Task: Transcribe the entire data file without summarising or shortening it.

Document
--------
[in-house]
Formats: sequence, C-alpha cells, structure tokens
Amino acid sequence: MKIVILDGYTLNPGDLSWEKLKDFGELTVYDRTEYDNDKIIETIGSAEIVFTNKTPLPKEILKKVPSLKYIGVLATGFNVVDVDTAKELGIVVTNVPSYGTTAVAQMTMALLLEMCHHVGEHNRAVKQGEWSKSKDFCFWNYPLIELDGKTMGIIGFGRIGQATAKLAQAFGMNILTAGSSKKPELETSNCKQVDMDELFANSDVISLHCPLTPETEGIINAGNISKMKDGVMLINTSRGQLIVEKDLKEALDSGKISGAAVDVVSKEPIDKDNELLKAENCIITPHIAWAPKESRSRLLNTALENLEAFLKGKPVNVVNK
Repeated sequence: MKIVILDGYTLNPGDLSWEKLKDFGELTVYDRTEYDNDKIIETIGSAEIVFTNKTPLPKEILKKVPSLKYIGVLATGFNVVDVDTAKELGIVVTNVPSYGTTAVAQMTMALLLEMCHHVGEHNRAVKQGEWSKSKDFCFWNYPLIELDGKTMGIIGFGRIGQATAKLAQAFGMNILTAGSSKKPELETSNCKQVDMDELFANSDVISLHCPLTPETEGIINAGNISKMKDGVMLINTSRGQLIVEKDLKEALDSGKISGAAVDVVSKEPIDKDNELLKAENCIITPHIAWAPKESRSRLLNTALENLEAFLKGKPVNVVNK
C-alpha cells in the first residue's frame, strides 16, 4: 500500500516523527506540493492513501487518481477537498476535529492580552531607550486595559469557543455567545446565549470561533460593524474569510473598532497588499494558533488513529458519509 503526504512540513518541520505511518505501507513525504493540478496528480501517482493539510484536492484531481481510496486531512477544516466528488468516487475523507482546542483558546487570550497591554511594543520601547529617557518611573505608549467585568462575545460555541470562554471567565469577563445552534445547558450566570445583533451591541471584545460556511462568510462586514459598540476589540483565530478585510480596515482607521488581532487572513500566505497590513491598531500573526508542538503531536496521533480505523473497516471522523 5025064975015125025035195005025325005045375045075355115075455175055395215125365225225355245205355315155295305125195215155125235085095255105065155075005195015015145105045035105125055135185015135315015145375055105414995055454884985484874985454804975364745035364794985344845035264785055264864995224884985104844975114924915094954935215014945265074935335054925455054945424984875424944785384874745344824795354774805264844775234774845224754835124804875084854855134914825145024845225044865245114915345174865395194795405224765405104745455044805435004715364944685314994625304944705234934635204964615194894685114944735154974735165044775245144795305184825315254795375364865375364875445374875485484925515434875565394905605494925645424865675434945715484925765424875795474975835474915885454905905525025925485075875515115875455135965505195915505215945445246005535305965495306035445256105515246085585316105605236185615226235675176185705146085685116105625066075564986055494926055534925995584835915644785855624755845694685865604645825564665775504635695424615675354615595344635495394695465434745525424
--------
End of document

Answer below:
[in-house]
Formats: sequence, C-alpha cells, structure tokens
Amino acid sequence: MKIVILDGYTLNPGDLSWEKLKDFGELTVYDRTEYDNDKIIETIGSAEIVFTNKTPLPKEILKKVPSLKYIGVLATGFNVVDVDTAKELGIVVTNVPSYGTTAVAQMTMALLLEMCHHVGEHNRAVKQGEWSKSKDFCFWNYPLIELDGKTMGIIGFGRIGQATAKLAQAFGMNILTAGSSKKPELETSNCKQVDMDELFANSDVISLHCPLTPETEGIINAGNISKMKDGVMLINTSRGQLIVEKDLKEALDSGKISGAAVDVVSKEPIDKDNELLKAENCIITPHIAWAPKESRSRLLNTALENLEAFLKGKPVNVVNK
Repeated sequence: MKIVILDGYTLNPGDLSWEKLKDFGELTVYDRTEYDNDKIIETIGSAEIVFTNKTPLPKEILKKVPSLKYIGVLATGFNVVDVDTAKELGIVVTNVPSYGTTAVAQMTMALLLEMCHHVGEHNRAVKQGEWSKSKDFCFWNYPLIELDGKTMGIIGFGRIGQATAKLAQAFGMNILTAGSSKKPELETSNCKQVDMDELFANSDVISLHCPLTPETEGIINAGNISKMKDGVMLINTSRGQLIVEKDLKEALDSGKISGAAVDVVSKEPIDKDNELLKAENCIITPHIAWAPKESRSRLLNTALENLEAFLKGKPVNVVNK
C-alpha cells in the first residue's frame, strides 16, 4: 500500500516523527506540493492513501487518481477537498476535529492580552531607550486595559469557543455567545446565549470561533460593524474569510473598532497588499494558533488513529458519509 503526504512540513518541520505511518505501507513525504493540478496528480501517482493539510484536492484531481481510496486531512477544516466528488468516487475523507482546542483558546487570550497591554511594543520601547529617557518611573505608549467585568462575545460555541470562554471567565469577563445552534445547558450566570445583533451591541471584545460556511462568510462586514459598540476589540483565530478585510480596515482607521488581532487572513500566505497590513491598531500573526508542538503531536496521533480505523473497516471522523 5025064975015125025035195005025325005045375045075355115075455175055395215125365225225355245205355315155295305125195215155125235085095255105065155075005195015015145105045035105125055135185015135315015145375055105414995055454884985484874985454804975364745035364794985344845035264785055264864995224884985104844975114924915094954935215014945265074935335054925455054945424984875424944785384874745344824795354774805264844775234774845224754835124804875084854855134914825145024845225044865245114915345174865395194795405224765405104745455044805435004715364944685314994625304944705234934635204964615194894685114944735154974735165044775245144795305184825315254795375364865375364875445374875485484925515434875565394905605494925645424865675434945715484925765424875795474975835474915885454905905525025925485075875515115875455135965505195915505215945445246005535305965495306035445256105515246085585316105605236185615226235675176185705146085685116105625066075564986055494926055534925995584835915644785855624755845694685865604645825564665775504635695424615675354615595344635495394695465434745525424